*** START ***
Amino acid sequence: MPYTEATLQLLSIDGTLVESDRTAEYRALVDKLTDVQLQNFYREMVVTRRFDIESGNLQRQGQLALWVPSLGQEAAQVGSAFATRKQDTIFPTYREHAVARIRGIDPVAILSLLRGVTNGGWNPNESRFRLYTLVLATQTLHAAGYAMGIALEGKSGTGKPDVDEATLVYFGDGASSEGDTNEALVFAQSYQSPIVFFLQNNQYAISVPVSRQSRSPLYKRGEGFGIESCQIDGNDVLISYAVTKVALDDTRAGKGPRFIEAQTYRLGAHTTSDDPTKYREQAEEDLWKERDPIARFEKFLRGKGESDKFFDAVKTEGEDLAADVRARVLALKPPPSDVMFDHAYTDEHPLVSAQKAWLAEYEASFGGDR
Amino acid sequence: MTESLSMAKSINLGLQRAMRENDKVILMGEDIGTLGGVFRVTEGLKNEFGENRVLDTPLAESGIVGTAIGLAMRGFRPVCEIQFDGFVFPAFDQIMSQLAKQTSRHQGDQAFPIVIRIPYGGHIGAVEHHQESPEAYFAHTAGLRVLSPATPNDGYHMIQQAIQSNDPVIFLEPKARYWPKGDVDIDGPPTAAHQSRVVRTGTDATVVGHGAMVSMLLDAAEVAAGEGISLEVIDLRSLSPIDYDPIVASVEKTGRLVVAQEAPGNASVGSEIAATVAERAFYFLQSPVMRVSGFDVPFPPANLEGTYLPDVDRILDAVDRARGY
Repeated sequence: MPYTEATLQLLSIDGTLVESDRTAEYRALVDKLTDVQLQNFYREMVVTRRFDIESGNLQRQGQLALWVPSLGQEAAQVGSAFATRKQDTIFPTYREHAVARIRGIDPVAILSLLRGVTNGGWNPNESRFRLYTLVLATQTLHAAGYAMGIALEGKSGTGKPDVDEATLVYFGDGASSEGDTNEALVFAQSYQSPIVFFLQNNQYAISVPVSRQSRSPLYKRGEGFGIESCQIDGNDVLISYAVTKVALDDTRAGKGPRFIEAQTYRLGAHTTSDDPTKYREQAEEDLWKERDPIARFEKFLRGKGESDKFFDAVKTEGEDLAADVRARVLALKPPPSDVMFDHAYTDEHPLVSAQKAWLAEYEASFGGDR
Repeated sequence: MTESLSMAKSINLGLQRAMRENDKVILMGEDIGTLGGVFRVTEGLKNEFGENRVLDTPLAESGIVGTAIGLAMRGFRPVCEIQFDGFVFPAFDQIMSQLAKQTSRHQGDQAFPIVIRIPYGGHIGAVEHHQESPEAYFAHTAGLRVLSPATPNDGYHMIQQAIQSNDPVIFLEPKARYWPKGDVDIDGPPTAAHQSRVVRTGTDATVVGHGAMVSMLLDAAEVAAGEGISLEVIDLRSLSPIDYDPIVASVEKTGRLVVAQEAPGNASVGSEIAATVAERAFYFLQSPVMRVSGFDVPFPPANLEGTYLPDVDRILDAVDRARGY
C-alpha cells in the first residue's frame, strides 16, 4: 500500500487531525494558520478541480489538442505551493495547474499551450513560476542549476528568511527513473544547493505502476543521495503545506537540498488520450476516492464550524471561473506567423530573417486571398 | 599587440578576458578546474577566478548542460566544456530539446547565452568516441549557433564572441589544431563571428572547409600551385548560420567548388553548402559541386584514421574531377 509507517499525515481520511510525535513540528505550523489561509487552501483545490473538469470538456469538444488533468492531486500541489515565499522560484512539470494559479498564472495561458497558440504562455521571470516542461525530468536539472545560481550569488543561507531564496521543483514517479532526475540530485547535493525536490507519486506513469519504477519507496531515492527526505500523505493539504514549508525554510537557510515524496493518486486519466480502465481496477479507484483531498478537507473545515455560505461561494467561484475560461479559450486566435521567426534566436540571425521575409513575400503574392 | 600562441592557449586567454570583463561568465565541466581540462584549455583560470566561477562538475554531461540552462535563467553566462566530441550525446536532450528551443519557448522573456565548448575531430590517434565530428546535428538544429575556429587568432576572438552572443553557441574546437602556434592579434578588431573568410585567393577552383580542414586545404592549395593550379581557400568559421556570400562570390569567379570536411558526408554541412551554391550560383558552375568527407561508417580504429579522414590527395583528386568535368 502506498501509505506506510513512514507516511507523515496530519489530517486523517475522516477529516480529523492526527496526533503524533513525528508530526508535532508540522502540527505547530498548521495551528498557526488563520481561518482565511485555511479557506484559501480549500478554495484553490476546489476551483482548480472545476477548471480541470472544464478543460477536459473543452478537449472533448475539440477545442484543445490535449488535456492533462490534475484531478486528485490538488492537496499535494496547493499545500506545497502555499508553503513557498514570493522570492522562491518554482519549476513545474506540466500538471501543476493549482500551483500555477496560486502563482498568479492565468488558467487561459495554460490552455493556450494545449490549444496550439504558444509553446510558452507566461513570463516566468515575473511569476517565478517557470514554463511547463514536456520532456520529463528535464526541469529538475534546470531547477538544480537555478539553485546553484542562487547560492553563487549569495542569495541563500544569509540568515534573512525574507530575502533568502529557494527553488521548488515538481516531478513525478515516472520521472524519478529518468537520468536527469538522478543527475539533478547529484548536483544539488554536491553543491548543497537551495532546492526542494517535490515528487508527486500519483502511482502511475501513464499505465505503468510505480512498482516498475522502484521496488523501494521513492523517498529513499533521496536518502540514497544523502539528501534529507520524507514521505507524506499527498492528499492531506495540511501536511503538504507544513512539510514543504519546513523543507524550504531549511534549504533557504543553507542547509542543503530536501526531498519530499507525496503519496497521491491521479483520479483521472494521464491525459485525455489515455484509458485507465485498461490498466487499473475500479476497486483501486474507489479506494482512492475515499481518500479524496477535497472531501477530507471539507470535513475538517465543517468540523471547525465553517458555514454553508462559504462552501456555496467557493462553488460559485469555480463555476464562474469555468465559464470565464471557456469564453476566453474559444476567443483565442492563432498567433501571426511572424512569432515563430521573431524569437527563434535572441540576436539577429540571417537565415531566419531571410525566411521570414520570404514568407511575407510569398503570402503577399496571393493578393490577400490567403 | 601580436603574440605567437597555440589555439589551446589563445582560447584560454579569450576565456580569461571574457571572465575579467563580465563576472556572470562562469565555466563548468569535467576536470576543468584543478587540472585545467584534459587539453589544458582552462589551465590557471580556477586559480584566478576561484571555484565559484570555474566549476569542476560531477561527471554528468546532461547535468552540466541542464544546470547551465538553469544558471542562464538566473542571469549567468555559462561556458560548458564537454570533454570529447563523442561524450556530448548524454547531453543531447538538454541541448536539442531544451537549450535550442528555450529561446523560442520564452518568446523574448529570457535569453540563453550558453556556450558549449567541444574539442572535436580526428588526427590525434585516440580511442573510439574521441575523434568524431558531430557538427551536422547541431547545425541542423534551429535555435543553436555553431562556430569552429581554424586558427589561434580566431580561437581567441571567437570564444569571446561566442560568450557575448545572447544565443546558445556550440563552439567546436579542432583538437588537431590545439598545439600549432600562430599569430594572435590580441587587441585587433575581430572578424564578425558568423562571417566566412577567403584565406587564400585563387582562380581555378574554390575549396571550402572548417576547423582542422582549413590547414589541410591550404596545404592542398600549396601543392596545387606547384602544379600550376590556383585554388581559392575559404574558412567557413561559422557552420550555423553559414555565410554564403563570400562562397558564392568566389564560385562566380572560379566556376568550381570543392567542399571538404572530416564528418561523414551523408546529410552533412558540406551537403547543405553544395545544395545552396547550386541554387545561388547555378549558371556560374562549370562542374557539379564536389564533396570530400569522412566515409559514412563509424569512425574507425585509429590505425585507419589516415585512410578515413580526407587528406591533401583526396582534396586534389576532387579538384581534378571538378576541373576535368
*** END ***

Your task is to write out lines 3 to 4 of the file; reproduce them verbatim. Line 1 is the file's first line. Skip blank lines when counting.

Repeated sequence: MPYTEATLQLLSIDGTLVESDRTAEYRALVDKLTDVQLQNFYREMVVTRRFDIESGNLQRQGQLALWVPSLGQEAAQVGSAFATRKQDTIFPTYREHAVARIRGIDPVAILSLLRGVTNGGWNPNESRFRLYTLVLATQTLHAAGYAMGIALEGKSGTGKPDVDEATLVYFGDGASSEGDTNEALVFAQSYQSPIVFFLQNNQYAISVPVSRQSRSPLYKRGEGFGIESCQIDGNDVLISYAVTKVALDDTRAGKGPRFIEAQTYRLGAHTTSDDPTKYREQAEEDLWKERDPIARFEKFLRGKGESDKFFDAVKTEGEDLAADVRARVLALKPPPSDVMFDHAYTDEHPLVSAQKAWLAEYEASFGGDR
Repeated sequence: MTESLSMAKSINLGLQRAMRENDKVILMGEDIGTLGGVFRVTEGLKNEFGENRVLDTPLAESGIVGTAIGLAMRGFRPVCEIQFDGFVFPAFDQIMSQLAKQTSRHQGDQAFPIVIRIPYGGHIGAVEHHQESPEAYFAHTAGLRVLSPATPNDGYHMIQQAIQSNDPVIFLEPKARYWPKGDVDIDGPPTAAHQSRVVRTGTDATVVGHGAMVSMLLDAAEVAAGEGISLEVIDLRSLSPIDYDPIVASVEKTGRLVVAQEAPGNASVGSEIAATVAERAFYFLQSPVMRVSGFDVPFPPANLEGTYLPDVDRILDAVDRARGY